As much as it sounds like a buzzword, self-service is not all that alien. Take for example the ubiquitous visit to the ATM. Or the numerous times we walk through automatic doors. Or when we fill gas in our vehicles in a self-serve mode. These are everyday instances of engaging with self-service. When applied to the workplace, it can bring about game changing advantages in efficiency.
A self-service approach to automation can save significant time. Traditional IT in the workplace is fraught with delays and bottlenecks. Even a simple action like a password reset requires calling a help desk and opening a ticket and waiting till the ticket is identified and processed.
As we move higher up in the value chain, it is thus not difficult to see how and why self-service automation can boost productivity and increase efficiency. The self-service reset gifts us with a minimal workflow interruption, besides significant saving of time and effort.
With burgeoning new technologies that IT must manage, and the widening gap in IT manpower and skills, IT departments are simply unable to keep up with increasing industry demands. With self-service automation, IT can better cope with this scarcity of professionals.
Imagine the relief of freeing up experienced professionals from the tedium of day-to-day tasks. IT departments can now apply their skills to more mission- and organization-critical projects. They can optimally reallocate their time and skills to better run their organization.
When properly implemented, IT will still have the control to improve design workflows and privileges for better security and governance. They can thus achieve faster management and execution of requests. And they can bring about traceability and transparency to operations that is so vital for operations.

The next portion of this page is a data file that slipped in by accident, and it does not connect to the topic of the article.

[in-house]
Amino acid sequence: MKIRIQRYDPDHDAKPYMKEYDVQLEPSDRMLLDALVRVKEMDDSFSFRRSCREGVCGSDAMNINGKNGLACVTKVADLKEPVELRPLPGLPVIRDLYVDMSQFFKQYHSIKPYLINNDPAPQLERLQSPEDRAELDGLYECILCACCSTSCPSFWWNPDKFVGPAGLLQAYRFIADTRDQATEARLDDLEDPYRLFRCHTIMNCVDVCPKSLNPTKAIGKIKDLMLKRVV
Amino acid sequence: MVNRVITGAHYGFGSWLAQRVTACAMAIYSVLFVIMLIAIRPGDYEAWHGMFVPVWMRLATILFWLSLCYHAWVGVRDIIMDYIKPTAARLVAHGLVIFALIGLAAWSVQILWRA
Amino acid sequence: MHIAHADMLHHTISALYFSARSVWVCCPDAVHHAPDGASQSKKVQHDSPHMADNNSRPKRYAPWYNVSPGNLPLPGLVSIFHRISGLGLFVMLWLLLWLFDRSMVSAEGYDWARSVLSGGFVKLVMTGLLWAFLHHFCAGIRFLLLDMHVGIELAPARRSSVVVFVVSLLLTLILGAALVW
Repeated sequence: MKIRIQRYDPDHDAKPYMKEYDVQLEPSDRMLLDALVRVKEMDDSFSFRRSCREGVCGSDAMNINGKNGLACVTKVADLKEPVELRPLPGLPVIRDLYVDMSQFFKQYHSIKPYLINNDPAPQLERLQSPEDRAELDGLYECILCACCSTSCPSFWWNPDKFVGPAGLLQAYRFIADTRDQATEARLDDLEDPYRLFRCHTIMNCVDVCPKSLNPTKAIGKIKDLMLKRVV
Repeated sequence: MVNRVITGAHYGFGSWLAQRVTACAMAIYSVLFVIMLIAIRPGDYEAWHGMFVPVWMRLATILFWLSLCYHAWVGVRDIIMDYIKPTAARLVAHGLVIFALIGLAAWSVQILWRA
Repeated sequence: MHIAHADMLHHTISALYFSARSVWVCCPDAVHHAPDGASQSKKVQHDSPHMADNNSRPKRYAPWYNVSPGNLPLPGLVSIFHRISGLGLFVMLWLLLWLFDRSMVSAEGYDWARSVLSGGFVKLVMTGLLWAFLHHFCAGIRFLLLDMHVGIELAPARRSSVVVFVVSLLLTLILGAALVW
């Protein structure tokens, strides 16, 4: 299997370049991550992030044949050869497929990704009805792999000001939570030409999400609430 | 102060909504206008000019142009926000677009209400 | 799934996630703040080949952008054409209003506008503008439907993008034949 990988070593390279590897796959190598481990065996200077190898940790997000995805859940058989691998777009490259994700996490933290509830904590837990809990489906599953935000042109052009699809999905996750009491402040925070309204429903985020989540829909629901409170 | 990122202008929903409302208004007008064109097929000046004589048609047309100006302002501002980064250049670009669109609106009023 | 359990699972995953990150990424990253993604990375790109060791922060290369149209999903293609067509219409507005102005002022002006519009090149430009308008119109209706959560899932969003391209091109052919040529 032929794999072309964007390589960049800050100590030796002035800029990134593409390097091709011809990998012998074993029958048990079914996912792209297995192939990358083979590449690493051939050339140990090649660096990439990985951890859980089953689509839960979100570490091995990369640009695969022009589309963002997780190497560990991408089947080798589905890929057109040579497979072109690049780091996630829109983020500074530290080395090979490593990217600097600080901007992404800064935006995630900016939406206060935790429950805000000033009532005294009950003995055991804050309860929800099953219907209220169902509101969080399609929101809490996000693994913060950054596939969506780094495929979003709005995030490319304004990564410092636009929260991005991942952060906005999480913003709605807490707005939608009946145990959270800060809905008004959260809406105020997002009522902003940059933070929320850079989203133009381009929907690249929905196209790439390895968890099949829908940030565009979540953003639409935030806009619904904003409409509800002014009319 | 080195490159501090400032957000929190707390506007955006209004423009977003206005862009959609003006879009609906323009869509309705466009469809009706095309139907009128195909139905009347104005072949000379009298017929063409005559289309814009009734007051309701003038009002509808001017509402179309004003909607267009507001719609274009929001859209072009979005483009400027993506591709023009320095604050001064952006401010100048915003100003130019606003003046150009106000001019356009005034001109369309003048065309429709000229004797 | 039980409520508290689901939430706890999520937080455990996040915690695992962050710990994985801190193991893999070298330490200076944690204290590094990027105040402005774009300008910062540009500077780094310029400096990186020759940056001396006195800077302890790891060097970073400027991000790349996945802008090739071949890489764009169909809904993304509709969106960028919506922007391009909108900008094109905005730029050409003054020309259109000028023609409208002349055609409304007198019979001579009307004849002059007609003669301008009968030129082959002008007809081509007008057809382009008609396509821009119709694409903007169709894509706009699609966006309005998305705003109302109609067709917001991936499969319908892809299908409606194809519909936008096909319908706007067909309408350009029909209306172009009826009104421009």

If time saving and increased efficiency are the prizes for IT departments, freedom from dependence on the IT department is the biggest advantage for end-users and non IT-users.
Being able to get real-time information and problem resolution without having to wait for or depend on anyone is a big plus for users. The end result is an improved ‘time-to-insight’ and a meaningful engagement of the end user with technology. This keeps them less frustrated and more productive.
Users can ‘order’ what they need from a list of standard options in an intuitive web portal. Self-service automation may also be deployed to proactively transfer ownership to the end-user through alerts and notifications.
An important aspect to remember is that self-service channels must be coordinated and integrated for omni-channel seamlessness.
The IT function can focus on critical tasks and enable on-demand provisioning of application and infrastructure requests. They can still have the control to improve design workflows and privileges for better security and governance. And administrators can monitor and track each service, end-to-end.
In other words everyone wins.